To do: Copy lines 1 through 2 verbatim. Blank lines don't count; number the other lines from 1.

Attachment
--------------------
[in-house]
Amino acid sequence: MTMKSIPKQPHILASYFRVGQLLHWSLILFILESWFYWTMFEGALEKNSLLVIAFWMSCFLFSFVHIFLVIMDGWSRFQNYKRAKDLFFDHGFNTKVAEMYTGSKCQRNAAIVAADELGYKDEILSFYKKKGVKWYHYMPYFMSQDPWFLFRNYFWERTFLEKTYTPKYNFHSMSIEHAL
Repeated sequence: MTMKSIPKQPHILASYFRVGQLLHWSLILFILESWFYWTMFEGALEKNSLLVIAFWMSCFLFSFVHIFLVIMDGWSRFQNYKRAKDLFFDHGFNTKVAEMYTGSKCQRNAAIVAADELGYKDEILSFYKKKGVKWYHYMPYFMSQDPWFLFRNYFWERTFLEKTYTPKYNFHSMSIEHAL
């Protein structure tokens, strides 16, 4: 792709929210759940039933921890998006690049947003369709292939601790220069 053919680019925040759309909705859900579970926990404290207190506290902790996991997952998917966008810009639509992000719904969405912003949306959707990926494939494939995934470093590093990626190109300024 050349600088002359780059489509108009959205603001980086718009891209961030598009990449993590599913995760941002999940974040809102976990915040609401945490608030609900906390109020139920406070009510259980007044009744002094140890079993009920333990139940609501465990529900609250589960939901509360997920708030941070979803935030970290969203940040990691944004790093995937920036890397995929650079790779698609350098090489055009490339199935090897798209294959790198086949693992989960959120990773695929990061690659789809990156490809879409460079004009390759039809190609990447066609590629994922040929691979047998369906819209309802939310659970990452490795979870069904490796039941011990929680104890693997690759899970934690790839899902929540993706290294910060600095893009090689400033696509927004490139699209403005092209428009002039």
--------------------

[in-house]
Amino acid sequence: MTMKSIPKQPHILASYFRVGQLLHWSLILFILESWFYWTMFEGALEKNSLLVIAFWMSCFLFSFVHIFLVIMDGWSRFQNYKRAKDLFFDHGFNTKVAEMYTGSKCQRNAAIVAADELGYKDEILSFYKKKGVKWYHYMPYFMSQDPWFLFRNYFWERTFLEKTYTPKYNFHSMSIEHAL